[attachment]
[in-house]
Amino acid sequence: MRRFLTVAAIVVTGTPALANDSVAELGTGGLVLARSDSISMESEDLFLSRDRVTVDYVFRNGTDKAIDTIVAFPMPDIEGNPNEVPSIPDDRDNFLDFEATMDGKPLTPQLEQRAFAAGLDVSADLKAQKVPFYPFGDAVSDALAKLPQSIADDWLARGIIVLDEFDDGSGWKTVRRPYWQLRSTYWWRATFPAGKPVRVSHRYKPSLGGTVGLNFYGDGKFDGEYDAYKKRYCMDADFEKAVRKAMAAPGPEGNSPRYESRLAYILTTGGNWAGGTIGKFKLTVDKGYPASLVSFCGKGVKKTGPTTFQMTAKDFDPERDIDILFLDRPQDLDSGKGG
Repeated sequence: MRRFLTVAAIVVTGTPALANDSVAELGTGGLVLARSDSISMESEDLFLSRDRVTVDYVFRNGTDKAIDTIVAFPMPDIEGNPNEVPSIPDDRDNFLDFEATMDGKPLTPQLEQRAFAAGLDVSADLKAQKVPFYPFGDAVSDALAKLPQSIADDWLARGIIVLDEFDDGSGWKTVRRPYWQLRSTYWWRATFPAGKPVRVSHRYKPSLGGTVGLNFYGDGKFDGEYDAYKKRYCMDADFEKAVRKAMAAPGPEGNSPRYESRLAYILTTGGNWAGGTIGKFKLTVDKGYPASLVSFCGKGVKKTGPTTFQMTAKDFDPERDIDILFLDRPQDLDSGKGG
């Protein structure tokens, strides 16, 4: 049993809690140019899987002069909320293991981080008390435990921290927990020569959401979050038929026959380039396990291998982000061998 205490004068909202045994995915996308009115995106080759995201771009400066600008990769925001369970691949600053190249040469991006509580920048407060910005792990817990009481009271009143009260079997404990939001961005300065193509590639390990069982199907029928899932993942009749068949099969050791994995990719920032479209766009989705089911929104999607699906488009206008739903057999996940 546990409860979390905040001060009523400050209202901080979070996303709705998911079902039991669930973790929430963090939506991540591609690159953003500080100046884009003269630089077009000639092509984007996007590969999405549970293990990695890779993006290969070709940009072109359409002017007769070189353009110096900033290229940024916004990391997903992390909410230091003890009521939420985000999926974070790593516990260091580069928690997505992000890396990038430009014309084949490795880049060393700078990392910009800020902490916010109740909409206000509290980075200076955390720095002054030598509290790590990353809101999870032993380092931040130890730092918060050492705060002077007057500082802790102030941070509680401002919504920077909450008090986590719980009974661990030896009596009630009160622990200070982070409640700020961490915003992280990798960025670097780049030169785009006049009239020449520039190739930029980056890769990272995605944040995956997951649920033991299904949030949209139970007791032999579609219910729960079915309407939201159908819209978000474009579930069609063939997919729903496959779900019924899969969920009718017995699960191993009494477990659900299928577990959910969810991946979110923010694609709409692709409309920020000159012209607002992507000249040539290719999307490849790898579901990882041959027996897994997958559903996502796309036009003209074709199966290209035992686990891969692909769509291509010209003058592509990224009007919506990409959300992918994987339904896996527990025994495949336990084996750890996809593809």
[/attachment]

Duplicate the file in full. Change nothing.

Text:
[in-house]
Amino acid sequence: MRRFLTVAAIVVTGTPALANDSVAELGTGGLVLARSDSISMESEDLFLSRDRVTVDYVFRNGTDKAIDTIVAFPMPDIEGNPNEVPSIPDDRDNFLDFEATMDGKPLTPQLEQRAFAAGLDVSADLKAQKVPFYPFGDAVSDALAKLPQSIADDWLARGIIVLDEFDDGSGWKTVRRPYWQLRSTYWWRATFPAGKPVRVSHRYKPSLGGTVGLNFYGDGKFDGEYDAYKKRYCMDADFEKAVRKAMAAPGPEGNSPRYESRLAYILTTGGNWAGGTIGKFKLTVDKGYPASLVSFCGKGVKKTGPTTFQMTAKDFDPERDIDILFLDRPQDLDSGKGG
Repeated sequence: MRRFLTVAAIVVTGTPALANDSVAELGTGGLVLARSDSISMESEDLFLSRDRVTVDYVFRNGTDKAIDTIVAFPMPDIEGNPNEVPSIPDDRDNFLDFEATMDGKPLTPQLEQRAFAAGLDVSADLKAQKVPFYPFGDAVSDALAKLPQSIADDWLARGIIVLDEFDDGSGWKTVRRPYWQLRSTYWWRATFPAGKPVRVSHRYKPSLGGTVGLNFYGDGKFDGEYDAYKKRYCMDADFEKAVRKAMAAPGPEGNSPRYESRLAYILTTGGNWAGGTIGKFKLTVDKGYPASLVSFCGKGVKKTGPTTFQMTAKDFDPERDIDILFLDRPQDLDSGKGG
């Protein structure tokens, strides 16, 4: 049993809690140019899987002069909320293991981080008390435990921290927990020569959401979050038929026959380039396990291998982000061998 205490004068909202045994995915996308009115995106080759995201771009400066600008990769925001369970691949600053190249040469991006509580920048407060910005792990817990009481009271009143009260079997404990939001961005300065193509590639390990069982199907029928899932993942009749068949099969050791994995990719920032479209766009989705089911929104999607699906488009206008739903057999996940 546990409860979390905040001060009523400050209202901080979070996303709705998911079902039991669930973790929430963090939506991540591609690159953003500080100046884009003269630089077009000639092509984007996007590969999405549970293990990695890779993006290969070709940009072109359409002017007769070189353009110096900033290229940024916004990391997903992390909410230091003890009521939420985000999926974070790593516990260091580069928690997505992000890396990038430009014309084949490795880049060393700078990392910009800020902490916010109740909409206000509290980075200076955390720095002054030598509290790590990353809101999870032993380092931040130890730092918060050492705060002077007057500082802790102030941070509680401002919504920077909450008090986590719980009974661990030896009596009630009160622990200070982070409640700020961490915003992280990798960025670097780049030169785009006049009239020449520039190739930029980056890769990272995605944040995956997951649920033991299904949030949209139970007791032999579609219910729960079915309407939201159908819209978000474009579930069609063939997919729903496959779900019924899969969920009718017995699960191993009494477990659900299928577990959910969810991946979110923010694609709409692709409309920020000159012209607002992507000249040539290719999307490849790898579901990882041959027996897994997958559903996502796309036009003209074709199966290209035992686990891969692909769509291509010209003058592509990224009007919506990409959300992918994987339904896996527990025994495949336990084996750890996809593809």